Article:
Jaclyn Whitehair: “Don’t take things too seriously”

Don’t take things too seriously. Afterall, isn’t acting just “playing”? Well, then have some fun and go play! If you do the prep work, when it comes time to film a scene, listen to your scene partner and just live in the world. As a part of our series about Inspirational Women In Hollywood, I had […]

The Thrive Global Community welcomes voices from many spheres on our open platform. We publish pieces as written by outside contributors with a wide range of opinions, which don’t necessarily reflect our own. Community stories are not commissioned by our editorial team and must meet our guidelines prior to being published.

Don’t take things too seriously. Afterall, isn’t acting just “playing”? Well, then have some fun and go play! If you do the prep work, when it comes time to film a scene, listen to your scene partner and just live in the world.

As a part of our series about Inspirational Women In Hollywood, I had the distinct pleasure of interviewing Jaclyn Whitehair.

Jaclyn Whitehair, actress and creator, was born and raised in Chicago. The Second City is also where she began her creative career. She worked with Collaboraction and the renowned Redmoon Theatre, where she performed at TedxMidWest, Lyric Opera House Chicago, and Museum of Contemporary Art Chicago.It was in Chicago that Jaclyn began her modeling and TV career, performing on shows for Discovery and Fox and starring in several commercials and print ads. She also truly shined on the dance floor while competing in national competitions with Latin Street Dance Company. She toured the United States, Canada, and Puerto Rico while performing at congresses and winning championships. Her team specialized in salsa, mambo, and bachata.

Jaclyn embarked to LA, where she was classically trained, studying the methods of Stella Adler and Meisner. She learned directly from James Franco in his masterclass and Scott Caan in his performance class.

Realizing she had a passion for creating the work she performs, she dived into writing and producing. In 2017, she wrote and produced Breach, an award-winning short film that circled around the festival market. In 2019, she was associate producer for the Sell/Buy/Date tour, performed by Tony-winner Sarah Jones.

Thank you so much for doing this with us! Our readers would love to get to know you a bit better. Can you tell us the story of how you grew up?

Of course, I’m thrilled to be included with such an inspiring group of women. I’m originally from Chicago. I grew up in the suburbs but then moved to the city for a few years before coming to LA. It’s during this time that I was part of the Chicago theatre scene, started my film career and competed nationally in Latin Ballroom.

Can you share a story with us about what brought you to this specific career path?

What excited me most as a child, when performing, was being able to share unique stories with the audience, to give them a glimpse into a different world. I have always loved listening to stories and learning about new ideas.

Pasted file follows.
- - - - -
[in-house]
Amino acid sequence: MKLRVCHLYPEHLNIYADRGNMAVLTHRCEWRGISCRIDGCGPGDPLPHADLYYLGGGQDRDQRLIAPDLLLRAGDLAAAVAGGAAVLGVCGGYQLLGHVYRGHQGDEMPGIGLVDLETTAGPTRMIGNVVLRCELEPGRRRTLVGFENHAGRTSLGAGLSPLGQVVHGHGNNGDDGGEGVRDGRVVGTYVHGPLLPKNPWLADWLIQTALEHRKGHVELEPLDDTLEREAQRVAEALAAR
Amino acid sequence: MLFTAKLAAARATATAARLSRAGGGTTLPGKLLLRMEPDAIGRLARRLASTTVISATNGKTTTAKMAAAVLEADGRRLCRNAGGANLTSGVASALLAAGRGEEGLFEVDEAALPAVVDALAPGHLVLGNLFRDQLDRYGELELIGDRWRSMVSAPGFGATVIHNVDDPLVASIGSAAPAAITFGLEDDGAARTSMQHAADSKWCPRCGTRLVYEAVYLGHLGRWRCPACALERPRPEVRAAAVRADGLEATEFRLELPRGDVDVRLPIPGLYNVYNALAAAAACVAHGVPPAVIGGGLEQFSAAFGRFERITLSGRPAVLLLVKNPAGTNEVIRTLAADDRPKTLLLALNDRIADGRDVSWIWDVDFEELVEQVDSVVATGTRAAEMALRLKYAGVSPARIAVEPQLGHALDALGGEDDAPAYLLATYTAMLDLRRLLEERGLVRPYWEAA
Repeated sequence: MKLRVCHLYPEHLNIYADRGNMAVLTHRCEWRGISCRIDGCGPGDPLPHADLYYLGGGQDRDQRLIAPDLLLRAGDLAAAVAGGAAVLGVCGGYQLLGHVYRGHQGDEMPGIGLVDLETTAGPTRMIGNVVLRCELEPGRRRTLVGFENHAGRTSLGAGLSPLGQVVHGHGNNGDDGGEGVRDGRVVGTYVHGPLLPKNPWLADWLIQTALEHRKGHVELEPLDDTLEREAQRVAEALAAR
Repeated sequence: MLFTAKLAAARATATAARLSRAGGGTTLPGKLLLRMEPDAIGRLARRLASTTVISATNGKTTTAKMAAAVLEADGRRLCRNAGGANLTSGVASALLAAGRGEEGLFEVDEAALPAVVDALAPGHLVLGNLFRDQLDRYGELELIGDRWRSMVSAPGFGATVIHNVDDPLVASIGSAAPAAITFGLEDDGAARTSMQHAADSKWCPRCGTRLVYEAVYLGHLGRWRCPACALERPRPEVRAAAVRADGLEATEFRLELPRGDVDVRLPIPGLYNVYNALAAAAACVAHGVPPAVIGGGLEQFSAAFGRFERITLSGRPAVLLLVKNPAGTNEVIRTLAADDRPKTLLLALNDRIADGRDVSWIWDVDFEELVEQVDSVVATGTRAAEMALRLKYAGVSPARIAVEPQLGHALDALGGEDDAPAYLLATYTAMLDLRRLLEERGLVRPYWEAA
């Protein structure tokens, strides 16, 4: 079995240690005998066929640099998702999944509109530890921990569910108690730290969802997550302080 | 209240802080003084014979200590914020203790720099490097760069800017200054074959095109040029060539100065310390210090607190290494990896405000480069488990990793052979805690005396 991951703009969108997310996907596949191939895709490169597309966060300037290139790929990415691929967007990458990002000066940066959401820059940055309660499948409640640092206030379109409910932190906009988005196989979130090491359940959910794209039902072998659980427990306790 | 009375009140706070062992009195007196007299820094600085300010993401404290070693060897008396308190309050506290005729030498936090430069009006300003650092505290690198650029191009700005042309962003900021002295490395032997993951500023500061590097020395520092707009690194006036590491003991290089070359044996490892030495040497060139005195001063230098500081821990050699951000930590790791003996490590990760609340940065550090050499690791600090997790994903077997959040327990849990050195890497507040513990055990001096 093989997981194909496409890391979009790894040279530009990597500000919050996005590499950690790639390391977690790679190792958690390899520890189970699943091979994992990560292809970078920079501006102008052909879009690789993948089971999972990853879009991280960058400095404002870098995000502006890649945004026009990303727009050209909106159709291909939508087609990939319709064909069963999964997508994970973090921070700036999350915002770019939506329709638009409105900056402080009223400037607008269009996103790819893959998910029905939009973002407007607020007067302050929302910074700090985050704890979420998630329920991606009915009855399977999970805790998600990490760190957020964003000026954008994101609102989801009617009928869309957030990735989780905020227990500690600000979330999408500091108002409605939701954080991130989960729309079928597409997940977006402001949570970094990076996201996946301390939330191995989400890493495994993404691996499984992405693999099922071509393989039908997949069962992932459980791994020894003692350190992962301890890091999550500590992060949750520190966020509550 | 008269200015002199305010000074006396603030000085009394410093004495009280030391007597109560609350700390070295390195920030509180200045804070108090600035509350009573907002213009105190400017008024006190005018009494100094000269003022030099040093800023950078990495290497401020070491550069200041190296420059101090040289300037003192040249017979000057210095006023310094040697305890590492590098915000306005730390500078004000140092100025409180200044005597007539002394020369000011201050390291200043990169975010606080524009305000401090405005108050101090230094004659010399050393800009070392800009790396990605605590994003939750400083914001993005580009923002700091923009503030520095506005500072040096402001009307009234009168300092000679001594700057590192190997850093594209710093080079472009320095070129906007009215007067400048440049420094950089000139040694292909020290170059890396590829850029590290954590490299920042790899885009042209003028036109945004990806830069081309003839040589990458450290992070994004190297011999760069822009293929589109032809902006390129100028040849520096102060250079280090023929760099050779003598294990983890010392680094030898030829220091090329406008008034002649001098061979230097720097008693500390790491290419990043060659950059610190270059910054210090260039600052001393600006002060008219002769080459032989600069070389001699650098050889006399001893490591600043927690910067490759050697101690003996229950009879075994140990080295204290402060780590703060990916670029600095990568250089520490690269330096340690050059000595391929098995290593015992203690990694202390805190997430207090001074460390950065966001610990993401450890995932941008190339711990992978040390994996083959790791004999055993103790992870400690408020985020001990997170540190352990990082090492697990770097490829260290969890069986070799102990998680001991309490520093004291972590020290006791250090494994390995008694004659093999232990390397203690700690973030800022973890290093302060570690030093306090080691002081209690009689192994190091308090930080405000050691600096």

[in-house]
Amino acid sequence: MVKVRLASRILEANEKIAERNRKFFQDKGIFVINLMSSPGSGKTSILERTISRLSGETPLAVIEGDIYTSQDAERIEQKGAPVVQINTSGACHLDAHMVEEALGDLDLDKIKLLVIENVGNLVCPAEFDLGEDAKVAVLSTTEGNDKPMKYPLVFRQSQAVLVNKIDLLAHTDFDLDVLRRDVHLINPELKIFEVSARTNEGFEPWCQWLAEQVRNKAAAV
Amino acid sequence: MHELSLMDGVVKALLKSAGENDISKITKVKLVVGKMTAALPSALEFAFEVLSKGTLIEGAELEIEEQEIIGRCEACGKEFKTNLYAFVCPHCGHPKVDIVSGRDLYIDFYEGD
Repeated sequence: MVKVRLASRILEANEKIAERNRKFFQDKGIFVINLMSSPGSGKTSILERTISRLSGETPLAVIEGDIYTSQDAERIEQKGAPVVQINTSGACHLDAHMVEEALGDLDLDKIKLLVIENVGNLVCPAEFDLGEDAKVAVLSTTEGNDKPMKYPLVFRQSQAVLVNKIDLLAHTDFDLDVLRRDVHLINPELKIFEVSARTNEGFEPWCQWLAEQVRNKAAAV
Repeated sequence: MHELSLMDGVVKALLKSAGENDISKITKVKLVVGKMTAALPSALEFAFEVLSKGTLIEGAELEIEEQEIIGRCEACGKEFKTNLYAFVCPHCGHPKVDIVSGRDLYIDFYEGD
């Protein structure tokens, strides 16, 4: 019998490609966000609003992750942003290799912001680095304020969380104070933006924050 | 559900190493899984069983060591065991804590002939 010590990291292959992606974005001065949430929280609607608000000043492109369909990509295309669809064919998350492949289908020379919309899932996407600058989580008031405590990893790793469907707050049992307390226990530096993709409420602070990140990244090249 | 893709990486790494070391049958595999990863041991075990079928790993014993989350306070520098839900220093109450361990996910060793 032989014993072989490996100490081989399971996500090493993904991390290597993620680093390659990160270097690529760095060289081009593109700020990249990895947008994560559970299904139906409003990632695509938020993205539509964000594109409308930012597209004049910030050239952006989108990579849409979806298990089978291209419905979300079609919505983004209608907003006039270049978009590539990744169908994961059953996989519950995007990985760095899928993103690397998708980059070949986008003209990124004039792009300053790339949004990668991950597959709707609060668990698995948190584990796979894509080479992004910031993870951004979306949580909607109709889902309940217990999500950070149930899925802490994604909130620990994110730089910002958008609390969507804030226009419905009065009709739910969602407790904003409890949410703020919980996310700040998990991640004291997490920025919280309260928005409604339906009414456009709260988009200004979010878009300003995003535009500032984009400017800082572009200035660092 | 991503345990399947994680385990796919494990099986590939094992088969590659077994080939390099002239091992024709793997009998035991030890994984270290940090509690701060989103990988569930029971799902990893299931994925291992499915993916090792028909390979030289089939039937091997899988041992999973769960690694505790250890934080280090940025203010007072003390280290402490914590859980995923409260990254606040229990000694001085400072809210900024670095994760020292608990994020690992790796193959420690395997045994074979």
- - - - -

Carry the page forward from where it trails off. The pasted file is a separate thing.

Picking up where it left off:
Can you tell us the most interesting story that happened to you since you began your career?

I find being a part of the writing process, and then being able to perform the work I helped create so rewarding. I really enjoyed doing research on Nellie Bly in preparation for this web series.

Can you share a story about the funniest mistake you made when you were first starting? Can you tell us what lesson you learned from that?

My props were mixed up backstage during a run on Antigone. Instead of a sword, I had to grab the next best thing- a rolling pin. I learned, when acting, you need to be as prepared as possible and then be open to the moment and able to use improvisation.

None of us are able to achieve success without some help along the way. Is there a particular person who you are grateful towards who helped get you to where you are? Can you share a story about that?

I’m so grateful to all of my acting, voice, movement coaches, and mentors. I’ve worked with many fabulous instructors along the way who have really pushed me to become the best I can be. You need to think of acting training as training like an athlete with daily practice. I currently train with Dana Martin and at Scott Sedita Studios.

Also, my small but mighty team on The Nellie Bly Story was incredible! Because of COVID, I filmed this project alone. My VO actress, Allison Hendrick, was fantastic. We recorded while she was reading the Qs on Zoom. Additionally, my editing team at KO Creative is always a joy to work with.

You have been blessed with great success in a career path that can be challenging. Do you have any words of advice for others who may want to embark on this career path, but seem daunted by the prospect of failure?

Embrace the failure. What?! I know, I know, the thought of failing makes me uncomfortable. I’m highly competitive and I don’t like to lose. The truth is, you need to fail in order to succeed. Meaning, you need to be open to trying new things that you won’t be perfect at in the beginning. Keep finding ways to challenge yourself and your craft, knowing that you are going to have to pivot and re-route along the way. There’s no clear path but you can make a plan, practice, and be flexible to what comes your way. Always put in the work.

What drives you to get up every day and work in TV and Film? What change do you want to see in the industry going forward?

I feel alive while working in TV and film. There’s exciting energy flowing when working with a team to create art that can change people’s lives — that’s what I live for. I’d love to see stronger female characters with unique storylines. We’ve come a long way, but still have a way to go.